Neshaminy is leading the way with Amplify Science

On October 15, 2019, Maple Point MS sci­ence teach­ers Chuck Lumio and Dan Winter held a lunchtime con­fer­ence call with the Senior Project Manager of the Amplify Science pro­gram through the University of California at Berkley. Neshaminy has been lead­ing the way for the past sev­er­al years inte­grat­ing Next Generation Science Standards through Amplify, and these two teach­ers were pro­vid­ing feed­back on their class­room expe­ri­ence with the pro­gram and the suc­cess of var­i­ous mod­i­fi­ca­tions they have made to increase their stu­den­t’s engage­ment.

Thee sci­en­tif­ic prac­tices in the Next Generation Science Standards (NGSS), as defined by the National Research Council (NRC), include the crit­i­cal think­ing and com­mu­ni­ca­tion skills that stu­dents need for post­sec­ondary suc­cess and cit­i­zen­ship in a world fueled by inno­va­tions in sci­ence and tech­nol­o­gy. These sci­ence prac­tices encom­pass the habits and skills that sci­en­tists and engi­neers use day in and day out. The stan­dards were devel­oped by a wide con­sor­tium of experts from the edu­ca­tion­al, sci­en­tif­ic and research com­mu­ni­ties. Neshaminy High School Lead Science Teacher Brian Suter has been instru­men­tal in work­ing with edu­ca­tors across Pennsylvania and the coun­try to incor­po­rate these forward-thinking stan­dards into sci­ence pro­grams nation­wide.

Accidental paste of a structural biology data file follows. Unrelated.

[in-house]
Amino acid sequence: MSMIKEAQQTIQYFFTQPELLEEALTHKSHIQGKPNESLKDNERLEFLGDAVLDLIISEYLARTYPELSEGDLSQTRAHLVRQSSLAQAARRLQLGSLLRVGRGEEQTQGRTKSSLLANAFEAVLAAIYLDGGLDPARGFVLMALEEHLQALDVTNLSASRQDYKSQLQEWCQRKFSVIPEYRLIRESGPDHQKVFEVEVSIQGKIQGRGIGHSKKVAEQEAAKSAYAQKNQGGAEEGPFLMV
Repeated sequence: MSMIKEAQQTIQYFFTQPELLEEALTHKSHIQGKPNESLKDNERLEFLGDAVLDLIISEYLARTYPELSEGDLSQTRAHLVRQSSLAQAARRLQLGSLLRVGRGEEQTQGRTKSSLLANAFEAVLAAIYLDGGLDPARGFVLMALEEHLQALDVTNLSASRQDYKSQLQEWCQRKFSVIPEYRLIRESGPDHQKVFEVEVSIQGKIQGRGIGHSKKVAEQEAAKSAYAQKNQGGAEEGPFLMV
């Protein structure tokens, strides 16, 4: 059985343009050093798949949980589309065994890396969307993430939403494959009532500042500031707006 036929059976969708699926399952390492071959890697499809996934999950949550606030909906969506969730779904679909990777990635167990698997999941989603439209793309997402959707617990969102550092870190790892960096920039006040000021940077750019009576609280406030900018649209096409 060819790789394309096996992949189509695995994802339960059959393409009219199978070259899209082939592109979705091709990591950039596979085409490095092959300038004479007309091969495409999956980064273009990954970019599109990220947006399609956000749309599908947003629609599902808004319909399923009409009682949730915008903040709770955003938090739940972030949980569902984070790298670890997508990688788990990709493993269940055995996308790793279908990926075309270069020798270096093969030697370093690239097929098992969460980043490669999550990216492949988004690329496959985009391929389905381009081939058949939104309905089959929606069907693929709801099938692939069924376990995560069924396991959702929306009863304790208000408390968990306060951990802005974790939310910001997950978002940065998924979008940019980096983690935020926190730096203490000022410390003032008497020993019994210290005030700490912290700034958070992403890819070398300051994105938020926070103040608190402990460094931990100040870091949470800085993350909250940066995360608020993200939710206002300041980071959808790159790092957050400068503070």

Amplify Science is a cur­ricu­lum pro­gram that encom­pass­es Next Generation Science Standards. Neshaminy intro­duced Amplify in the high school and mid­dle schools, mod­i­fy­ing some of the meth­ods and activ­i­ties to meet the needs of stu­dents based on real-time feed­back from teach­ers and stu­dents. Neshaminy teach­ers are shar­ing this knowl­edge with Amplify researchers, who are then able to incor­po­rate that into future Amplify cur­ricu­lum across the nation. Elements of Amplify and NGSS are also being intro­duced to the District ele­men­tary schools.

Amplify Science was intro­duced to the mid­dle schools in 2017 when it was rolled out in the 6th and 7th grades. This rev­o­lu­tion­ary pro­gram has now expand­ed to oth­er grades, and will help Neshaminy edu­ca­tors cre­ate the next gen­er­a­tion of sci­en­tif­ic inno­va­tors and cit­i­zens who are skep­ti­cal, curi­ous, and evidence-based thinkers. The pro­gram’s instruc­tion­al strat­e­gy is designed to allow stu­dents to explore phe­nom­e­na with the pur­pose of solv­ing authen­tic prob­lems. In addi­tion, Amplify Science incor­po­rates many of the Pennsylvania core stan­dards in math and lit­er­a­cy as stu­dents solve prob­lems and com­mu­ni­cate find­ings.

This inno­v­a­tive pro­gram incor­po­rates a great deal of read­ing and writ­ing in the con­tent area. Students are being taught how to think about what they have observed, read, and expe­ri­enced and to speak and write about it in a way that pro­vides insight into their sci­en­tif­ic think­ing. Specifically, stu­dents are asked to state their claim, report their evi­dence, and detail their rea­son­ing. This is known as CER (Claim, Evidence, and Reasoning). A claim is a state­ment of what a stu­dent has come to know. It is sup­port­ed by the evi­dence gath­ered from read­ing, obser­va­tion, or an exper­i­ment. Reasoning ties togeth­er the claim and evi­dence to explain why the evi­dence sup­ports the claim.

Amplify Science lab at Maple Point Middle School.